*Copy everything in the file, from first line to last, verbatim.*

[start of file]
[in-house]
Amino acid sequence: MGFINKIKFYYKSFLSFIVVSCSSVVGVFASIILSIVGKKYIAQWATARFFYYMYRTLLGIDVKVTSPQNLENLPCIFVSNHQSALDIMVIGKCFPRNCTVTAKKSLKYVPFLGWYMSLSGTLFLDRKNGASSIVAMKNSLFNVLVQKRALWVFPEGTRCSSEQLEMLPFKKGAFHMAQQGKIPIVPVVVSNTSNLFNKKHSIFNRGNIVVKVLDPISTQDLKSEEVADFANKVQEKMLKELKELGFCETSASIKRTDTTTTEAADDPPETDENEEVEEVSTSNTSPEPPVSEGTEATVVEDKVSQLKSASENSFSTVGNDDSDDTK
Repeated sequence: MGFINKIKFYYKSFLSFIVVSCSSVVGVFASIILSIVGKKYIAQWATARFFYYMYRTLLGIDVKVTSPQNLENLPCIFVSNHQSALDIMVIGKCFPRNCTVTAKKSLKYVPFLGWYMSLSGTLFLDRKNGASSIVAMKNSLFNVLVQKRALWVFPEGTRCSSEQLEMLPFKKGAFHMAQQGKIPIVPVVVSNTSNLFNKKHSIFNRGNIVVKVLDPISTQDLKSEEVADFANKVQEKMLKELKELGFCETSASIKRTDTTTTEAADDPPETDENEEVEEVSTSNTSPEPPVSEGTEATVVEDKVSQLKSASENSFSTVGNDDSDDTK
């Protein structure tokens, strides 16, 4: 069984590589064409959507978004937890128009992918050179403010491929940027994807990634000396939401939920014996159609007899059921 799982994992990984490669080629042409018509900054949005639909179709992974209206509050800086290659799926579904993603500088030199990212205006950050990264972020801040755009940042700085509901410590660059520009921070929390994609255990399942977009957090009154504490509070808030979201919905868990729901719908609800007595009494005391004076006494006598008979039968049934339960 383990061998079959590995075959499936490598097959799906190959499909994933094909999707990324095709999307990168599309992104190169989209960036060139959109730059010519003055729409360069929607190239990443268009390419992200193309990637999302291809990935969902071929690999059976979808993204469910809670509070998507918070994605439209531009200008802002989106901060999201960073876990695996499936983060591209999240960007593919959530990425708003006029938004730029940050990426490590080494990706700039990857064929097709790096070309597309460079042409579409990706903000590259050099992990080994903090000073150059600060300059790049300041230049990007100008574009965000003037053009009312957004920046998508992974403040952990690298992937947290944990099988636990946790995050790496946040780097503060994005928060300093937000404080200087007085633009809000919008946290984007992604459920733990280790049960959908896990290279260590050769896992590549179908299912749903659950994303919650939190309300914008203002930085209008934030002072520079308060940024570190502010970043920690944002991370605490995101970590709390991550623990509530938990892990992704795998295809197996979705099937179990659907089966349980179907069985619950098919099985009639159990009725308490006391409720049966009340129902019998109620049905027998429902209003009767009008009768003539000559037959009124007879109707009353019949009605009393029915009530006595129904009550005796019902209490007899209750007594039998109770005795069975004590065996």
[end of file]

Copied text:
[in-house]
Amino acid sequence: MGFINKIKFYYKSFLSFIVVSCSSVVGVFASIILSIVGKKYIAQWATARFFYYMYRTLLGIDVKVTSPQNLENLPCIFVSNHQSALDIMVIGKCFPRNCTVTAKKSLKYVPFLGWYMSLSGTLFLDRKNGASSIVAMKNSLFNVLVQKRALWVFPEGTRCSSEQLEMLPFKKGAFHMAQQGKIPIVPVVVSNTSNLFNKKHSIFNRGNIVVKVLDPISTQDLKSEEVADFANKVQEKMLKELKELGFCETSASIKRTDTTTTEAADDPPETDENEEVEEVSTSNTSPEPPVSEGTEATVVEDKVSQLKSASENSFSTVGNDDSDDTK
Repeated sequence: MGFINKIKFYYKSFLSFIVVSCSSVVGVFASIILSIVGKKYIAQWATARFFYYMYRTLLGIDVKVTSPQNLENLPCIFVSNHQSALDIMVIGKCFPRNCTVTAKKSLKYVPFLGWYMSLSGTLFLDRKNGASSIVAMKNSLFNVLVQKRALWVFPEGTRCSSEQLEMLPFKKGAFHMAQQGKIPIVPVVVSNTSNLFNKKHSIFNRGNIVVKVLDPISTQDLKSEEVADFANKVQEKMLKELKELGFCETSASIKRTDTTTTEAADDPPETDENEEVEEVSTSNTSPEPPVSEGTEATVVEDKVSQLKSASENSFSTVGNDDSDDTK
């Protein structure tokens, strides 16, 4: 069984590589064409959507978004937890128009992918050179403010491929940027994807990634000396939401939920014996159609007899059921 799982994992990984490669080629042409018509900054949005639909179709992974209206509050800086290659799926579904993603500088030199990212205006950050990264972020801040755009940042700085509901410590660059520009921070929390994609255990399942977009957090009154504490509070808030979201919905868990729901719908609800007595009494005391004076006494006598008979039968049934339960 383990061998079959590995075959499936490598097959799906190959499909994933094909999707990324095709999307990168599309992104190169989209960036060139959109730059010519003055729409360069929607190239990443268009390419992200193309990637999302291809990935969902071929690999059976979808993204469910809670509070998507918070994605439209531009200008802002989106901060999201960073876990695996499936983060591209999240960007593919959530990425708003006029938004730029940050990426490590080494990706700039990857064929097709790096070309597309460079042409579409990706903000590259050099992990080994903090000073150059600060300059790049300041230049990007100008574009965000003037053009009312957004920046998508992974403040952990690298992937947290944990099988636990946790995050790496946040780097503060994005928060300093937000404080200087007085633009809000919008946290984007992604459920733990280790049960959908896990290279260590050769896992590549179908299912749903659950994303919650939190309300914008203002930085209008934030002072520079308060940024570190502010970043920690944002991370605490995101970590709390991550623990509530938990892990992704795998295809197996979705099937179990659907089966349980179907069985619950098919099985009639159990009725308490006391409720049966009340129902019998109620049905027998429902209003009767009008009768003539000559037959009124007879109707009353019949009605009393029915009530006595129904009550005796019902209490007899209750007594039998109770005795069975004590065996």